December in US was warmest, wettest on record

Miami (AFP) - Wet weather and scorching temperatures propelled the United States into record books for the hottest December in modern history and the second warmest year since the late 1800s, US government scientists said Thursday.

The report from the National Oceanic and Atmospheric Administration is the latest to document a warming trend that many scientists expect will make 2015 the planet's steamiest year on record.

Man-made climate change resulting from the burning of fossil fuels, along with the El Nino weather phenomenon have combined to wreak havoc in much of the world's weather, scientists said.

"It was quite an exceptional month," said Jake Crouch, climate scientist at NOAA's National Centers for Environmental Information.

December 2015 marked the first time in 121 years "that a month has been both the wettest and the warmest on record," he added.

For the United States alone, December 2015 was "record warm for the contiguous US, with a temperature of 38.6 Fahrenheit, six degrees above the 20th century average," said the NOAA report.

Temperatures soared past the last record-breaking December, which was in 1939.

The additional precipitation can be blamed in part on the El Nino trend which can heat up the equatorial Pacific and cause heavier rains in some parts of the world, scientists said.

"The December precipitation total for the contiguous US was 3.93 inches (10 centimeters), 1.58 inches (4 cm) above the 20th century average," it said.

The average temperature for the entire year in the United States was the second warmest since record-keeping began in 1895.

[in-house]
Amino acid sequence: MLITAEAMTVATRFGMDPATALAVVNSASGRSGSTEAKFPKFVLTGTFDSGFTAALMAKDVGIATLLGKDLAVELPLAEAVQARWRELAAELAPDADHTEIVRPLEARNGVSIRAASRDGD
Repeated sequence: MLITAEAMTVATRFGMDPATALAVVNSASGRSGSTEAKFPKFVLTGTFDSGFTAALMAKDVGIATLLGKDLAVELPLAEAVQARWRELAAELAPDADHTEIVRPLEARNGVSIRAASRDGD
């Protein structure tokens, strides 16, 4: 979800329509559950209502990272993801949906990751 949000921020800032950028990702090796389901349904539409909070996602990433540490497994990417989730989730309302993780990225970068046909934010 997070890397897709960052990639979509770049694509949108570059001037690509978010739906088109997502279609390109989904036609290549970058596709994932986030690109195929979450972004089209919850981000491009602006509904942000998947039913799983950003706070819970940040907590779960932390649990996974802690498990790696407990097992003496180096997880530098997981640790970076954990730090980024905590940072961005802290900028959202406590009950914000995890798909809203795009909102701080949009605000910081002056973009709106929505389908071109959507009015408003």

Only 2012 was warmer, NOAA said, noting that 2015 marked the 19th year in a row that the annual average temperature exceeded the 20th century average.

According to Crouch, four states experienced their hottest years on record -- Florida, Montana, Oregon and Washington. No state was unusually cool.

"Every state had an above average temperature for the year," said Crouch.

The NOAA report also said there were 10 weather and climate disaster events that caused losses above $1 billion each.

"These events included a drought, two floods, five severe storms, a wildfire event and a winter storm," and resulted in 155 deaths.

Extreme weather events happened 70 percent more often than average last year, ranking as the fourth highest annual US Climate Extremes Index in the 106-year record, the NOAA report said.

Global climate data for 2015 is to be released on January 20.

Worldwide, nine months this year have broken heat records for global temperatures across land and sea surfaces, including the last seven in a row, NOAA said in its last report of 2015, issued in December.

Only an unusually cold December would prevent the planet from breaking new heat records for 2015, Crouch said.